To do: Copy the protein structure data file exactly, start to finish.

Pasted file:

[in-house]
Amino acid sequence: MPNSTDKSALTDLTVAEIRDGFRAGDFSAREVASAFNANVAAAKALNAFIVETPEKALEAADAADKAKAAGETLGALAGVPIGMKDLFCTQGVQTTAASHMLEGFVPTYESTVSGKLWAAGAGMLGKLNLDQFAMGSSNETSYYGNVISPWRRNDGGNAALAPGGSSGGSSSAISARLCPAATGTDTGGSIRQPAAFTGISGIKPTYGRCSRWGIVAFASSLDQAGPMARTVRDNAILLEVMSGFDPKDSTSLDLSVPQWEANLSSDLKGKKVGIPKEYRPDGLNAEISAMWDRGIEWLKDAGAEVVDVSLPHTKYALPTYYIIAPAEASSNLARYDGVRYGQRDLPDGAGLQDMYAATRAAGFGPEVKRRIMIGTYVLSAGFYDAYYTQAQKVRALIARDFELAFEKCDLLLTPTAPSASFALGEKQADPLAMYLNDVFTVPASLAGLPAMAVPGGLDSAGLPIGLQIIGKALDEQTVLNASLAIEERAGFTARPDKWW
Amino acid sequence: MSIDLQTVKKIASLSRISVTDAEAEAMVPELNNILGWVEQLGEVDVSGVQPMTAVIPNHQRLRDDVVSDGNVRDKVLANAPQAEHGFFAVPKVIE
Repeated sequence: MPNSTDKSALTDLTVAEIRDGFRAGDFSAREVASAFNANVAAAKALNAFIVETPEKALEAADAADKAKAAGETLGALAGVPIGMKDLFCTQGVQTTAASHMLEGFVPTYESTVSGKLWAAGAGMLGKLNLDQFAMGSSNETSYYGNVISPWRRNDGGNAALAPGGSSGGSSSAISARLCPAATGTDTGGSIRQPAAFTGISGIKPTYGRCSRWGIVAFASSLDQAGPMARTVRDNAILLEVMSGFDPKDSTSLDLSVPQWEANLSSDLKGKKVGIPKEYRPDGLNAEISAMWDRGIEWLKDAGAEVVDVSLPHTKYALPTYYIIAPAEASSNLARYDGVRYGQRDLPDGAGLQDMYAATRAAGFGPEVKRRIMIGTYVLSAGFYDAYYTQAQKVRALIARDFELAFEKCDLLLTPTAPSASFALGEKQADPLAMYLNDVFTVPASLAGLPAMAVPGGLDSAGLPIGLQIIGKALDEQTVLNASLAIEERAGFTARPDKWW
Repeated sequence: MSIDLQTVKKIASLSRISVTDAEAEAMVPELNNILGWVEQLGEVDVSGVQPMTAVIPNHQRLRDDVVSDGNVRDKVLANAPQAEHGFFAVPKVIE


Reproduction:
[in-house]
Amino acid sequence: MPNSTDKSALTDLTVAEIRDGFRAGDFSAREVASAFNANVAAAKALNAFIVETPEKALEAADAADKAKAAGETLGALAGVPIGMKDLFCTQGVQTTAASHMLEGFVPTYESTVSGKLWAAGAGMLGKLNLDQFAMGSSNETSYYGNVISPWRRNDGGNAALAPGGSSGGSSSAISARLCPAATGTDTGGSIRQPAAFTGISGIKPTYGRCSRWGIVAFASSLDQAGPMARTVRDNAILLEVMSGFDPKDSTSLDLSVPQWEANLSSDLKGKKVGIPKEYRPDGLNAEISAMWDRGIEWLKDAGAEVVDVSLPHTKYALPTYYIIAPAEASSNLARYDGVRYGQRDLPDGAGLQDMYAATRAAGFGPEVKRRIMIGTYVLSAGFYDAYYTQAQKVRALIARDFELAFEKCDLLLTPTAPSASFALGEKQADPLAMYLNDVFTVPASLAGLPAMAVPGGLDSAGLPIGLQIIGKALDEQTVLNASLAIEERAGFTARPDKWW
Amino acid sequence: MSIDLQTVKKIASLSRISVTDAEAEAMVPELNNILGWVEQLGEVDVSGVQPMTAVIPNHQRLRDDVVSDGNVRDKVLANAPQAEHGFFAVPKVIE
Repeated sequence: MPNSTDKSALTDLTVAEIRDGFRAGDFSAREVASAFNANVAAAKALNAFIVETPEKALEAADAADKAKAAGETLGALAGVPIGMKDLFCTQGVQTTAASHMLEGFVPTYESTVSGKLWAAGAGMLGKLNLDQFAMGSSNETSYYGNVISPWRRNDGGNAALAPGGSSGGSSSAISARLCPAATGTDTGGSIRQPAAFTGISGIKPTYGRCSRWGIVAFASSLDQAGPMARTVRDNAILLEVMSGFDPKDSTSLDLSVPQWEANLSSDLKGKKVGIPKEYRPDGLNAEISAMWDRGIEWLKDAGAEVVDVSLPHTKYALPTYYIIAPAEASSNLARYDGVRYGQRDLPDGAGLQDMYAATRAAGFGPEVKRRIMIGTYVLSAGFYDAYYTQAQKVRALIARDFELAFEKCDLLLTPTAPSASFALGEKQADPLAMYLNDVFTVPASLAGLPAMAVPGGLDSAGLPIGLQIIGKALDEQTVLNASLAIEERAGFTARPDKWW
Repeated sequence: MSIDLQTVKKIASLSRISVTDAEAEAMVPELNNILGWVEQLGEVDVSGVQPMTAVIPNHQRLRDDVVSDGNVRDKVLANAPQAEHGFFAVPKVIE